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Jehovah’s Witnesses

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Watching the World

Watching the World

 Watching the World

Deteriorating Manners

“The manners and behavior of the Japanese people have worsened.” This is how some 90 percent of nearly 2,000 people responded to a recent survey conducted by The Yomiuri Shimbun newspaper. What did they find annoying? For 68 percent it was “the failure of others to properly dispose of cigarettes, chewing gum and beverage cans.” More than half cited the failure of parents to discipline noisy children. Other complaints included the use of cellular telephones in public, the failure to clean up pet droppings, and improper car and bicycle parking. Young people came under the heaviest criticism. “Among respondents in their 20s to 40s, 66 percent expressed concern about the poor manners of middle and high school students.”

 Decoy Alligators

Cormorants, birds that can apparently eat about two pounds [1 kg] of fish daily, “are often the bane of recreational fishermen’s lives,” says Canada’s Calgary Herald. The paper reports that to ward off cormorants and other fish-eating birds, North American farmers and fish-farm managers are using a new tool​—plastic alligators. The 13-foot-long [4 m] alligators “have two large luminous reflectors for eyes, simulating alert gators in the wild,” explains the Herald. One biologist found that a plastic alligator floating on the surface of the water worked for about a month. After that, the birds began to catch on, and one blue heron actually “was seen perched atop the decoy.” But when the decoy was moved to another location, it once again scared the fish-eating birds away.

“Mobbing” at Work

The principal reason for lost work time in Spain is “psychological harassment,” reports the magazine El País Semanal. More than two million Spaniards suffer prolonged workplace bullying, known in Europe as mobbing. According to psychologist Iñaki Piñuel, the victims are usually good workers who awaken professional jealousy in others. Workmates may stigmatize a person by withholding his work assignments, excluding him from conversation, pretending not to see him, constantly criticizing him, or spreading false rumors to undermine his self-esteem. “It is calculated that 1 out of every 5 suicides in Europe is related to this phenomenon,” states the report. What can be done? The magazine suggests: “Don’t keep it secret. Look for witnesses. Report the situation to company officials. Don’t blame yourself. In extreme cases, change departments [or] jobs.”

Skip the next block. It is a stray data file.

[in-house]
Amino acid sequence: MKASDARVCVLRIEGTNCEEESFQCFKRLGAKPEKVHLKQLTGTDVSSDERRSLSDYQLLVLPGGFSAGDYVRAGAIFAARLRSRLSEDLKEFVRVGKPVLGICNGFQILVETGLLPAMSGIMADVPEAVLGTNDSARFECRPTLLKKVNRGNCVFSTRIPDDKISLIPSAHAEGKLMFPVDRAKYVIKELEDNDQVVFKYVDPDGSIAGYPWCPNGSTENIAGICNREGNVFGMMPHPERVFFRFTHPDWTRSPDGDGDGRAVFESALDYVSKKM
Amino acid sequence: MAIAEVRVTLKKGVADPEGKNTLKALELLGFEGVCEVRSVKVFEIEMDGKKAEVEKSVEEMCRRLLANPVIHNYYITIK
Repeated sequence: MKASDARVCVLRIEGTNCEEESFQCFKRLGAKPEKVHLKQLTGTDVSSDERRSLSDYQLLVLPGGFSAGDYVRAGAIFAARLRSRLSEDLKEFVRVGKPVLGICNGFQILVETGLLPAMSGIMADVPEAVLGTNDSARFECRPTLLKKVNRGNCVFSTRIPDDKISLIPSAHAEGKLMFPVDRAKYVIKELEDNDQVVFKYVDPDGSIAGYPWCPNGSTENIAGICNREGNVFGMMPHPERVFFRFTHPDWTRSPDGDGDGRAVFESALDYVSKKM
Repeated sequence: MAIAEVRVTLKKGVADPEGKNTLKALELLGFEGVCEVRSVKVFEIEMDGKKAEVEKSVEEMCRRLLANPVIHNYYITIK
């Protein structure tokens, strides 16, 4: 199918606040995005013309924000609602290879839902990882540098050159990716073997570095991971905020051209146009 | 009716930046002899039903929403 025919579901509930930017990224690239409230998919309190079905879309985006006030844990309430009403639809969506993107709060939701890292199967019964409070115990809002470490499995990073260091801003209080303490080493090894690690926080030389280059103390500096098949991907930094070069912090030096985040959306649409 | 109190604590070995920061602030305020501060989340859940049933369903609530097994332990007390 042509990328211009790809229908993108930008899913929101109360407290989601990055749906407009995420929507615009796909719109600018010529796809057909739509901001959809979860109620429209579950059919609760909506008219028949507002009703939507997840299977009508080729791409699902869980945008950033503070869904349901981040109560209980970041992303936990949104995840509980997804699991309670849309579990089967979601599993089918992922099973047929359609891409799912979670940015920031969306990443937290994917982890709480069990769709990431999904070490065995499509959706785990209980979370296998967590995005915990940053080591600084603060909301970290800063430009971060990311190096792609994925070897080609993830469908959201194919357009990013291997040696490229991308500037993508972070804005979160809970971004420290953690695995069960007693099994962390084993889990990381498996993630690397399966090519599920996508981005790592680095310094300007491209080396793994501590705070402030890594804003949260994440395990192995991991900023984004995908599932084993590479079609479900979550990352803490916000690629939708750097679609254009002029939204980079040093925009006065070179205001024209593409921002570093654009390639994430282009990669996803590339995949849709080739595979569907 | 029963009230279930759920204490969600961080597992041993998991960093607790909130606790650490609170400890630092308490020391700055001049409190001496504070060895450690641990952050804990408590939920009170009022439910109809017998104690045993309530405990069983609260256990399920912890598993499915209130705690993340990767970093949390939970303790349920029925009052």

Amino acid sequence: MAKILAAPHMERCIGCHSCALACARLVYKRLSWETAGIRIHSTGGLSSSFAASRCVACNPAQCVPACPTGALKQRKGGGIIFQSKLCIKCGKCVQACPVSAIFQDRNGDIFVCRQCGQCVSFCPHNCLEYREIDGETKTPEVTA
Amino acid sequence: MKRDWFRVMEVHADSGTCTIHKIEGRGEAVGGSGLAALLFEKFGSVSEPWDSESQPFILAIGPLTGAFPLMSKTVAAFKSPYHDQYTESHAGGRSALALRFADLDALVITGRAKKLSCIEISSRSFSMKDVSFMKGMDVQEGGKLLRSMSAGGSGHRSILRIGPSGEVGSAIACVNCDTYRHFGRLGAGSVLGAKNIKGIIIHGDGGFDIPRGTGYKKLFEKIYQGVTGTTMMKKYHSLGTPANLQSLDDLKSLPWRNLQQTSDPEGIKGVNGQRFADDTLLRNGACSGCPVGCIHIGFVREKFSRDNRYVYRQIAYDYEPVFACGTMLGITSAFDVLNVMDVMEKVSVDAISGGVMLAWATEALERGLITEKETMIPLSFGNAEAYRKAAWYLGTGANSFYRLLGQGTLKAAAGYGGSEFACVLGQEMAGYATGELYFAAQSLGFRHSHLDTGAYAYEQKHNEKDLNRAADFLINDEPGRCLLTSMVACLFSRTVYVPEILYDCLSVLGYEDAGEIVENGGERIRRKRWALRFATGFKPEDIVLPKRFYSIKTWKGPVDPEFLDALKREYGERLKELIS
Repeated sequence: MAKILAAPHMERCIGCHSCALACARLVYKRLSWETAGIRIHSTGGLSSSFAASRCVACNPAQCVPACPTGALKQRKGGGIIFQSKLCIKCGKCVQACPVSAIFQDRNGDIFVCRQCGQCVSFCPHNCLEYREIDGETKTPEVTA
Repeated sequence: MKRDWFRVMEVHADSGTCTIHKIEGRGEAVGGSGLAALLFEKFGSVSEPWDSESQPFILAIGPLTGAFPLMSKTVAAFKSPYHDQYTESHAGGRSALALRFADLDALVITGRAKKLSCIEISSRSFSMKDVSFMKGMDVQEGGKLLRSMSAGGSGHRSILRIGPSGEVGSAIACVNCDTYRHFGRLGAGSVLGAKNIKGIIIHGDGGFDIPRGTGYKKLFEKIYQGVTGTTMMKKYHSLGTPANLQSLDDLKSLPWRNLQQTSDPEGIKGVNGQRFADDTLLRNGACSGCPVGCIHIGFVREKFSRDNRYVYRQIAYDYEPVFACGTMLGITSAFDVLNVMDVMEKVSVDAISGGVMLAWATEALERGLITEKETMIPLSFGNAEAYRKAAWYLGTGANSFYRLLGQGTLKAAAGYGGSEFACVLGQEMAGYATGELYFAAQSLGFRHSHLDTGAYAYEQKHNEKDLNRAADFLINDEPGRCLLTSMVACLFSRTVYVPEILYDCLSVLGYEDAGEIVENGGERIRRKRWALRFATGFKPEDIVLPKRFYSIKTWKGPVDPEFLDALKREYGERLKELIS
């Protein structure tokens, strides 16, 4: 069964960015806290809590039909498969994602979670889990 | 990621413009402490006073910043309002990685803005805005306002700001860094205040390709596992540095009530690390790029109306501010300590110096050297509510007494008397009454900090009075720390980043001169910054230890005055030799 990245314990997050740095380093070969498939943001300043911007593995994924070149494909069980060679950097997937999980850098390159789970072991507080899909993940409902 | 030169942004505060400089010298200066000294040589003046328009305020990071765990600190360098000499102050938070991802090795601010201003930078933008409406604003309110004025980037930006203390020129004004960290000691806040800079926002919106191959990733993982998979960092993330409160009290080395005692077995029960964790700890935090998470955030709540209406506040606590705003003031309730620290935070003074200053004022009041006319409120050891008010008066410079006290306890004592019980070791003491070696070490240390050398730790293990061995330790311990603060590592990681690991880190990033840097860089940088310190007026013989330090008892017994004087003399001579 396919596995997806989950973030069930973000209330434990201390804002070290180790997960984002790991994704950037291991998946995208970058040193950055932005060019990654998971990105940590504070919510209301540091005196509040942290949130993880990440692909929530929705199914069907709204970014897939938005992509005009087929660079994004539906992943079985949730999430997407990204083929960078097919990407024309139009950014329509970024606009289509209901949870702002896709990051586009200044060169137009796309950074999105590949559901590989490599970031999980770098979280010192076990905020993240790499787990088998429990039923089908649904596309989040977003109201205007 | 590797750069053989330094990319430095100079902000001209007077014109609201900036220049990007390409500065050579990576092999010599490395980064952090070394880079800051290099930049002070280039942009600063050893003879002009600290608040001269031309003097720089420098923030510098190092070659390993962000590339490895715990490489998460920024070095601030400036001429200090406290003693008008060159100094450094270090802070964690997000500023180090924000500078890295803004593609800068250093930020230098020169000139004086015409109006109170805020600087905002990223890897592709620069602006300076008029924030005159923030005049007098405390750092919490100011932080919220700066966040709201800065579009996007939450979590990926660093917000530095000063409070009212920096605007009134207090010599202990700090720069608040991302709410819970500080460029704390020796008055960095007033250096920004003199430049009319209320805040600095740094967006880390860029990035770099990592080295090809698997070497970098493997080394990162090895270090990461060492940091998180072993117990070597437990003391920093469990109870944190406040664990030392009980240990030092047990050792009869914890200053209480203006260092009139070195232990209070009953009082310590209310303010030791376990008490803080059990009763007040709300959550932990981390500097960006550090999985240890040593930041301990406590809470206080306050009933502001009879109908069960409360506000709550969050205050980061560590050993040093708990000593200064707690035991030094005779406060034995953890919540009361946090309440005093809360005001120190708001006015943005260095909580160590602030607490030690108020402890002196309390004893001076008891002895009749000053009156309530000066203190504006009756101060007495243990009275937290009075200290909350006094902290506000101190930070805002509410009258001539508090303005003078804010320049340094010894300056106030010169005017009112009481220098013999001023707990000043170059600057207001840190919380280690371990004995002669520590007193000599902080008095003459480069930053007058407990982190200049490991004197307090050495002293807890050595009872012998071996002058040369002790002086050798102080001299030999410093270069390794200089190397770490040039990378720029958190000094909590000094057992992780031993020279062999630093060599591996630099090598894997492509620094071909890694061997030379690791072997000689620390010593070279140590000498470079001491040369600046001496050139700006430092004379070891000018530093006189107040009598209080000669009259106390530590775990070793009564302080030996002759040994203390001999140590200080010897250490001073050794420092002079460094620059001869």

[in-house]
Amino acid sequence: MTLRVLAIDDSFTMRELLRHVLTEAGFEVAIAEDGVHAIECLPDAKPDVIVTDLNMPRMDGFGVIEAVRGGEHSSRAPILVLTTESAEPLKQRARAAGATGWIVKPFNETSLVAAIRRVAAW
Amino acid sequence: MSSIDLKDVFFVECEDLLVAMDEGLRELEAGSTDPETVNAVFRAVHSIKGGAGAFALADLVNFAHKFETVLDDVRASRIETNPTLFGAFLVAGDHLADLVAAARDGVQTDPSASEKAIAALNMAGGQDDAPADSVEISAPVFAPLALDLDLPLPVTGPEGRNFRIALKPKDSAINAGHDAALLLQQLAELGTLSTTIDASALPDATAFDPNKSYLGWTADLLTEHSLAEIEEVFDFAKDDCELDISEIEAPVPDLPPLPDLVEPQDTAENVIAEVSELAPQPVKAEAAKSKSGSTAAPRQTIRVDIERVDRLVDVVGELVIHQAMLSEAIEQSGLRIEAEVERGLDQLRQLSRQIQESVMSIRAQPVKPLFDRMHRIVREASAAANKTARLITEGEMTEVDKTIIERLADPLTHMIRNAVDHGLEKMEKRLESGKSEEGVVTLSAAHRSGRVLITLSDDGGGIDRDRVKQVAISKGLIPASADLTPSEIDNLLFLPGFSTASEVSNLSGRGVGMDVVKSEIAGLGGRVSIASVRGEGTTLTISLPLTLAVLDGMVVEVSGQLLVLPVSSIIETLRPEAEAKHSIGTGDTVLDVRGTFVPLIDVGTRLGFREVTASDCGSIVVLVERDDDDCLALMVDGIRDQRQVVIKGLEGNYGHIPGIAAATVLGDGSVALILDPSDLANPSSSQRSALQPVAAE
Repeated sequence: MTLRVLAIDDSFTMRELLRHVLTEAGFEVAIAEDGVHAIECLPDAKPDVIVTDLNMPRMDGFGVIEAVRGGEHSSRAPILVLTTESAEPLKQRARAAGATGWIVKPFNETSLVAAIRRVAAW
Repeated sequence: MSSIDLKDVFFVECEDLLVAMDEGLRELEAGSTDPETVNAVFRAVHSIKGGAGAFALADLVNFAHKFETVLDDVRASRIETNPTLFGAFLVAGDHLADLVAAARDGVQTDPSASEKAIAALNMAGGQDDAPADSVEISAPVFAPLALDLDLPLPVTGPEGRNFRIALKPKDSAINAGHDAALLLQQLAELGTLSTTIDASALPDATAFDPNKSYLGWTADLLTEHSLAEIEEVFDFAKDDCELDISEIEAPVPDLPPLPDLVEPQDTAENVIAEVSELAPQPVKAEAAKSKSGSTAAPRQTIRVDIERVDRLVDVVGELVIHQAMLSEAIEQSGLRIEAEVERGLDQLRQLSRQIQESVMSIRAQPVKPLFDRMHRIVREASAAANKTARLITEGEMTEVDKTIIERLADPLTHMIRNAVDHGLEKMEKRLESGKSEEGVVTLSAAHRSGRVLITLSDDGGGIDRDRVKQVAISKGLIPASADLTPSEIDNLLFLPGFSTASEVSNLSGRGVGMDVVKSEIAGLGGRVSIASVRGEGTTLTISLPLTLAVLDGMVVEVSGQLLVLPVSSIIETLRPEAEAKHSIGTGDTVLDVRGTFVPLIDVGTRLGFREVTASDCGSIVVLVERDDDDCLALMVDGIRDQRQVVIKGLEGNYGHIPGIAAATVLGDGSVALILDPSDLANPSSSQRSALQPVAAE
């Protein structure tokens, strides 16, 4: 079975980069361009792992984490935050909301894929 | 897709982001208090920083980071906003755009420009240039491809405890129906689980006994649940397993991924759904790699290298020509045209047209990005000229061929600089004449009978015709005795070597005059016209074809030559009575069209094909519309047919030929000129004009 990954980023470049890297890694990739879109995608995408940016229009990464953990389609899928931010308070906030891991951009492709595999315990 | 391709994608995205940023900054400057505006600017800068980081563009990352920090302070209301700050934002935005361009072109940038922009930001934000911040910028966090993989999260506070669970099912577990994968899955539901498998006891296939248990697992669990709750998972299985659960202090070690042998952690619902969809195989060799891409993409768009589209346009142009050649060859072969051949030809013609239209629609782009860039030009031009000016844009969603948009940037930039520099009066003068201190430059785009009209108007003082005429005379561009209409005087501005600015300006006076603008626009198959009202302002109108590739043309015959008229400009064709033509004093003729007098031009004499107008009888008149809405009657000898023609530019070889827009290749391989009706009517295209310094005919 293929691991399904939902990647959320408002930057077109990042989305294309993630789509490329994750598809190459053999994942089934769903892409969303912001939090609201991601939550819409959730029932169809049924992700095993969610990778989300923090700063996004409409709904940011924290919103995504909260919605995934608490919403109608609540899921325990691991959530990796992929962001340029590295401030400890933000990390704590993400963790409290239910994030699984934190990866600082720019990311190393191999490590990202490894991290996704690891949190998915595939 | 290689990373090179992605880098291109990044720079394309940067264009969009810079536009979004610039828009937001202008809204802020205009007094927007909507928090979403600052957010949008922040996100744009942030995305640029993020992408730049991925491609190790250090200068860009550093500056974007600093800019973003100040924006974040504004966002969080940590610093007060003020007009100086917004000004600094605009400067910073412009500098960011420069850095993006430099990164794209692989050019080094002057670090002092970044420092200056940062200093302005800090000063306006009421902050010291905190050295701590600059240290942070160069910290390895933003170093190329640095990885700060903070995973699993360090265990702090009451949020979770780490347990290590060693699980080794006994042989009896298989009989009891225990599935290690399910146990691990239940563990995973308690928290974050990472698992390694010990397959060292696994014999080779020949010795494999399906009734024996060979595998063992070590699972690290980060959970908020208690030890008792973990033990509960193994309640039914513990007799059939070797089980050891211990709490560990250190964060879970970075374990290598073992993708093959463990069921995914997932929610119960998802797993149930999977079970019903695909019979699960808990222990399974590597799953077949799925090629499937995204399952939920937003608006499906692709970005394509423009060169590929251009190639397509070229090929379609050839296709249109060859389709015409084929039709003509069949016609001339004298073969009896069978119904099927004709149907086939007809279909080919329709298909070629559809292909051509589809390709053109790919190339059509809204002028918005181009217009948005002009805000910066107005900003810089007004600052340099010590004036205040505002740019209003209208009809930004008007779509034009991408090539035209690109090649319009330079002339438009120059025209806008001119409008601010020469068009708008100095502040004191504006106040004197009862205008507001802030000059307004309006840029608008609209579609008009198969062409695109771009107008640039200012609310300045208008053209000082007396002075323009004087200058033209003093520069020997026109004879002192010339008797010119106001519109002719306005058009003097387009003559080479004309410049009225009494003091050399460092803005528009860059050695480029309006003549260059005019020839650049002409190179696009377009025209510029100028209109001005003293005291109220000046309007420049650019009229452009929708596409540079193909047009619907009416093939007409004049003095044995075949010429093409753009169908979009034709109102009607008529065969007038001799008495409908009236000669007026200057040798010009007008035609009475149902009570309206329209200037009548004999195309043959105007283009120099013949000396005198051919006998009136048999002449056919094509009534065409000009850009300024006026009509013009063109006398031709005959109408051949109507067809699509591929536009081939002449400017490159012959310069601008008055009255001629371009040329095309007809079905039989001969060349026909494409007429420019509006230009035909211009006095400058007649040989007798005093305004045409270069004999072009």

Mental Problems in Children

“Up to one in five of the world’s children suffer mental or behavioural problems that could blight the rest of their lives,” states The Independent of London. In a joint report, the World Health Organization and the United Nations Children’s Fund warn that rates of depression, suicide, and self-harm have increased “alarmingly” among young people. The worst affected are those living in war zones and in countries undergoing rapid social and economic change. According to The Independent, the report said that depressed children “were prone to other illnesses and risky habits that could shorten their lives.” It also stated that “about 70 per cent of premature adult deaths were linked to behaviour that developed in adolescence, such as smoking, drinking and drug abuse.”

Marine Highways